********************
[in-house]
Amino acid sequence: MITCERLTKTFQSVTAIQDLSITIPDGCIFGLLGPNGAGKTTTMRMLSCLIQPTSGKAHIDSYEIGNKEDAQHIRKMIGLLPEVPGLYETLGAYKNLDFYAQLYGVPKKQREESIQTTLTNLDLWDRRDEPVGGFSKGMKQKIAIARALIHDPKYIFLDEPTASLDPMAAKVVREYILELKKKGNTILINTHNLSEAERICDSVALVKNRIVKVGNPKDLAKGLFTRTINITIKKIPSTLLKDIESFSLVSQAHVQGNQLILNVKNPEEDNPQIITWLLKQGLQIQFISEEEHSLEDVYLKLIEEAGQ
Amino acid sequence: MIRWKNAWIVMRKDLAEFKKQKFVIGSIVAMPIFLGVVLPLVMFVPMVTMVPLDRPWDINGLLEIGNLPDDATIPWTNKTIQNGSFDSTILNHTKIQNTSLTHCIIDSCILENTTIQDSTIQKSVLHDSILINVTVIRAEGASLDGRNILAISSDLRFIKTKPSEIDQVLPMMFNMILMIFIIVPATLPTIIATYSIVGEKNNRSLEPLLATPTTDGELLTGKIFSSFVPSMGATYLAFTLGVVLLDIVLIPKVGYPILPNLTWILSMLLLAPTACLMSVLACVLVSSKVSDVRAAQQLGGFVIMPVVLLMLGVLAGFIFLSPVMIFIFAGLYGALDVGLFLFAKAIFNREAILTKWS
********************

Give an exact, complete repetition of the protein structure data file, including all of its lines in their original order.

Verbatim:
[in-house]
Amino acid sequence: MITCERLTKTFQSVTAIQDLSITIPDGCIFGLLGPNGAGKTTTMRMLSCLIQPTSGKAHIDSYEIGNKEDAQHIRKMIGLLPEVPGLYETLGAYKNLDFYAQLYGVPKKQREESIQTTLTNLDLWDRRDEPVGGFSKGMKQKIAIARALIHDPKYIFLDEPTASLDPMAAKVVREYILELKKKGNTILINTHNLSEAERICDSVALVKNRIVKVGNPKDLAKGLFTRTINITIKKIPSTLLKDIESFSLVSQAHVQGNQLILNVKNPEEDNPQIITWLLKQGLQIQFISEEEHSLEDVYLKLIEEAGQ
Amino acid sequence: MIRWKNAWIVMRKDLAEFKKQKFVIGSIVAMPIFLGVVLPLVMFVPMVTMVPLDRPWDINGLLEIGNLPDDATIPWTNKTIQNGSFDSTILNHTKIQNTSLTHCIIDSCILENTTIQDSTIQKSVLHDSILINVTVIRAEGASLDGRNILAISSDLRFIKTKPSEIDQVLPMMFNMILMIFIIVPATLPTIIATYSIVGEKNNRSLEPLLATPTTDGELLTGKIFSSFVPSMGATYLAFTLGVVLLDIVLIPKVGYPILPNLTWILSMLLLAPTACLMSVLACVLVSSKVSDVRAAQQLGGFVIMPVVLLMLGVLAGFIFLSPVMIFIFAGLYGALDVGLFLFAKAIFNREAILTKWS